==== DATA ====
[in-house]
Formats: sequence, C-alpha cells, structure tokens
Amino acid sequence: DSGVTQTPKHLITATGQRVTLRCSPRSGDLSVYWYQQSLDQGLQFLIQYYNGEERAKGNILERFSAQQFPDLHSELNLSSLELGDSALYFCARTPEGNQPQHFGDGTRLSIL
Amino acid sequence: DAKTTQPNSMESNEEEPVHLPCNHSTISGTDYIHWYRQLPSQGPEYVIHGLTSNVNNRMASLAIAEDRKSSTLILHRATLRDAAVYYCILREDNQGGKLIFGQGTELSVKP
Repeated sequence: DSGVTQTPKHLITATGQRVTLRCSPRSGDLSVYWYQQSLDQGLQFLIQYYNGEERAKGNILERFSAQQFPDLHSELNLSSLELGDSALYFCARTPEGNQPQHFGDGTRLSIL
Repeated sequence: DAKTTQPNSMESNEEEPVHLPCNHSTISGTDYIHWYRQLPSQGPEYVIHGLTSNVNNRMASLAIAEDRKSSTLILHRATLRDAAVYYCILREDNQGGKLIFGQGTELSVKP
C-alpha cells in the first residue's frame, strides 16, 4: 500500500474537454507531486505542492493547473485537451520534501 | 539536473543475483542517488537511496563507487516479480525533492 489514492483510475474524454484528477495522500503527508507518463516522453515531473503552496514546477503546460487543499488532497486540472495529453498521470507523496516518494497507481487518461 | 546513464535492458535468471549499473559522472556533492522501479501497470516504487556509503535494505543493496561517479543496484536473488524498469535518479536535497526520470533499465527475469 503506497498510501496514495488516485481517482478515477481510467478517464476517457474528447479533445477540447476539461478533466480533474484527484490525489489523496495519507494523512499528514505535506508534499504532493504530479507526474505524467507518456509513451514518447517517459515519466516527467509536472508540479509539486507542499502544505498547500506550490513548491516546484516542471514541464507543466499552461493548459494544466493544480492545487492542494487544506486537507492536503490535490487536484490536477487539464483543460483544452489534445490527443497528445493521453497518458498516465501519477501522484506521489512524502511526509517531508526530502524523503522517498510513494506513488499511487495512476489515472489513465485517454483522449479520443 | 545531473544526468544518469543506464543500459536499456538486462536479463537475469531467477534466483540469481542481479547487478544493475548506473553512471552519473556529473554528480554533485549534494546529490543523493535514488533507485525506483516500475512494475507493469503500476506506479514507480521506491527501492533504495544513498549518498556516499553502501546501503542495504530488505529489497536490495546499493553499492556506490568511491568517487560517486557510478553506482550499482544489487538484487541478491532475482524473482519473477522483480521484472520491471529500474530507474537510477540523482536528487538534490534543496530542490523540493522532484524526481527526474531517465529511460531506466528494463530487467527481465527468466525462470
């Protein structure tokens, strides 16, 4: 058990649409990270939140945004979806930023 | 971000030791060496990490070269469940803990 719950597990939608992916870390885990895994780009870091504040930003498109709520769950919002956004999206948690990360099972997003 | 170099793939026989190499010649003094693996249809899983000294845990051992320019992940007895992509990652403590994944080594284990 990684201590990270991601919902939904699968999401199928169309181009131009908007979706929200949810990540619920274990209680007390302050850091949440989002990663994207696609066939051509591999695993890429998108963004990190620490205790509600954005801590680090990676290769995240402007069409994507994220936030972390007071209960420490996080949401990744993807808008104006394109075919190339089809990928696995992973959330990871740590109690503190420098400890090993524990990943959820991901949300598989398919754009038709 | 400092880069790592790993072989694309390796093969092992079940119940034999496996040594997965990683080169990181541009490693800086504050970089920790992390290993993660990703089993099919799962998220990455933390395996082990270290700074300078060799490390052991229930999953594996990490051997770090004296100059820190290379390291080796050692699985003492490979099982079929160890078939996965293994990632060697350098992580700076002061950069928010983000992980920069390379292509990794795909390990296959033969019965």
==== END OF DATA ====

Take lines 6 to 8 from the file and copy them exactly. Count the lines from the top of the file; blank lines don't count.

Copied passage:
Repeated sequence: DAKTTQPNSMESNEEEPVHLPCNHSTISGTDYIHWYRQLPSQGPEYVIHGLTSNVNNRMASLAIAEDRKSSTLILHRATLRDAAVYYCILREDNQGGKLIFGQGTELSVKP
C-alpha cells in the first residue's frame, strides 16, 4: 500500500474537454507531486505542492493547473485537451520534501 | 539536473543475483542517488537511496563507487516479480525533492 489514492483510475474524454484528477495522500503527508507518463516522453515531473503552496514546477503546460487543499488532497486540472495529453498521470507523496516518494497507481487518461 | 546513464535492458535468471549499473559522472556533492522501479501497470516504487556509503535494505543493496561517479543496484536473488524498469535518479536535497526520470533499465527475469 503506497498510501496514495488516485481517482478515477481510467478517464476517457474528447479533445477540447476539461478533466480533474484527484490525489489523496495519507494523512499528514505535506508534499504532493504530479507526474505524467507518456509513451514518447517517459515519466516527467509536472508540479509539486507542499502544505498547500506550490513548491516546484516542471514541464507543466499552461493548459494544466493544480492545487492542494487544506486537507492536503490535490487536484490536477487539464483543460483544452489534445490527443497528445493521453497518458498516465501519477501522484506521489512524502511526509517531508526530502524523503522517498510513494506513488499511487495512476489515472489513465485517454483522449479520443 | 545531473544526468544518469543506464543500459536499456538486462536479463537475469531467477534466483540469481542481479547487478544493475548506473553512471552519473556529473554528480554533485549534494546529490543523493535514488533507485525506483516500475512494475507493469503500476506506479514507480521506491527501492533504495544513498549518498556516499553502501546501503542495504530488505529489497536490495546499493553499492556506490568511491568517487560517486557510478553506482550499482544489487538484487541478491532475482524473482519473477522483480521484472520491471529500474530507474537510477540523482536528487538534490534543496530542490523540493522532484524526481527526474531517465529511460531506466528494463530487467527481465527468466525462470
């Protein structure tokens, strides 16, 4: 058990649409990270939140945004979806930023 | 971000030791060496990490070269469940803990 719950597990939608992916870390885990895994780009870091504040930003498109709520769950919002956004999206948690990360099972997003 | 170099793939026989190499010649003094693996249809899983000294845990051992320019992940007895992509990652403590994944080594284990 990684201590990270991601919902939904699968999401199928169309181009131009908007979706929200949810990540619920274990209680007390302050850091949440989002990663994207696609066939051509591999695993890429998108963004990190620490205790509600954005801590680090990676290769995240402007069409994507994220936030972390007071209960420490996080949401990744993807808008104006394109075919190339089809990928696995992973959330990871740590109690503190420098400890090993524990990943959820991901949300598989398919754009038709 | 400092880069790592790993072989694309390796093969092992079940119940034999496996040594997965990683080169990181541009490693800086504050970089920790992390290993993660990703089993099919799962998220990455933390395996082990270290700074300078060799490390052991229930999953594996990490051997770090004296100059820190290379390291080796050692699985003492490979099982079929160890078939996965293994990632060697350098992580700076002061950069928010983000992980920069390379292509990794795909390990296959033969019965």